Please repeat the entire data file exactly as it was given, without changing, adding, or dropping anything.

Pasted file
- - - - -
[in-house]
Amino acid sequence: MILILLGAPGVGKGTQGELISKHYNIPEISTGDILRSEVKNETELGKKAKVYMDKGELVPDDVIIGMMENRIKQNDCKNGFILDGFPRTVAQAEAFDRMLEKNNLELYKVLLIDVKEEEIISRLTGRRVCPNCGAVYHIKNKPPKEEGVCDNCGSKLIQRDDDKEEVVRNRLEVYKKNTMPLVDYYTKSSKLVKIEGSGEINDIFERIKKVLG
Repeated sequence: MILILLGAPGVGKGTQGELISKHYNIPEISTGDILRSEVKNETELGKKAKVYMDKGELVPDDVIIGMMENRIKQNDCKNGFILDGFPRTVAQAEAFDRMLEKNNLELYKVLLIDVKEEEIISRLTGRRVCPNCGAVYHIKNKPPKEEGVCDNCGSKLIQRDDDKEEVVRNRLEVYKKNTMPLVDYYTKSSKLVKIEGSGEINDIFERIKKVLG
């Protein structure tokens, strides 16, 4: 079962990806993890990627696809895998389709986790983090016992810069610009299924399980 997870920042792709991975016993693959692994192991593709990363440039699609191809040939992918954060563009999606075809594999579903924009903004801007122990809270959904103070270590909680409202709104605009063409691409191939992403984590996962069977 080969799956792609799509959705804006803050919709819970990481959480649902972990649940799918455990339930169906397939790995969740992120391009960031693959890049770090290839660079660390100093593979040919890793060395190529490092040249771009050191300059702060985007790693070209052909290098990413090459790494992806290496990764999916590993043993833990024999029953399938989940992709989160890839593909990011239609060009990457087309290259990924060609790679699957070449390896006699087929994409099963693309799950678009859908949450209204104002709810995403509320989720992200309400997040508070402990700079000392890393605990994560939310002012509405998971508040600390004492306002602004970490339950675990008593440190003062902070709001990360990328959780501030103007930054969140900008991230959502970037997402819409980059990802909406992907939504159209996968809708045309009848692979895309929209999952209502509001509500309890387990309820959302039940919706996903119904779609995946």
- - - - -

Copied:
[in-house]
Amino acid sequence: MILILLGAPGVGKGTQGELISKHYNIPEISTGDILRSEVKNETELGKKAKVYMDKGELVPDDVIIGMMENRIKQNDCKNGFILDGFPRTVAQAEAFDRMLEKNNLELYKVLLIDVKEEEIISRLTGRRVCPNCGAVYHIKNKPPKEEGVCDNCGSKLIQRDDDKEEVVRNRLEVYKKNTMPLVDYYTKSSKLVKIEGSGEINDIFERIKKVLG
Repeated sequence: MILILLGAPGVGKGTQGELISKHYNIPEISTGDILRSEVKNETELGKKAKVYMDKGELVPDDVIIGMMENRIKQNDCKNGFILDGFPRTVAQAEAFDRMLEKNNLELYKVLLIDVKEEEIISRLTGRRVCPNCGAVYHIKNKPPKEEGVCDNCGSKLIQRDDDKEEVVRNRLEVYKKNTMPLVDYYTKSSKLVKIEGSGEINDIFERIKKVLG
């Protein structure tokens, strides 16, 4: 079962990806993890990627696809895998389709986790983090016992810069610009299924399980 997870920042792709991975016993693959692994192991593709990363440039699609191809040939992918954060563009999606075809594999579903924009903004801007122990809270959904103070270590909680409202709104605009063409691409191939992403984590996962069977 080969799956792609799509959705804006803050919709819970990481959480649902972990649940799918455990339930169906397939790995969740992120391009960031693959890049770090290839660079660390100093593979040919890793060395190529490092040249771009050191300059702060985007790693070209052909290098990413090459790494992806290496990764999916590993043993833990024999029953399938989940992709989160890839593909990011239609060009990457087309290259990924060609790679699957070449390896006699087929994409099963693309799950678009859908949450209204104002709810995403509320989720992200309400997040508070402990700079000392890393605990994560939310002012509405998971508040600390004492306002602004970490339950675990008593440190003062902070709001990360990328959780501030103007930054969140900008991230959502970037997402819409980059990802909406992907939504159209996968809708045309009848692979895309929209999952209502509001509500309890387990309820959302039940919706996903119904779609995946």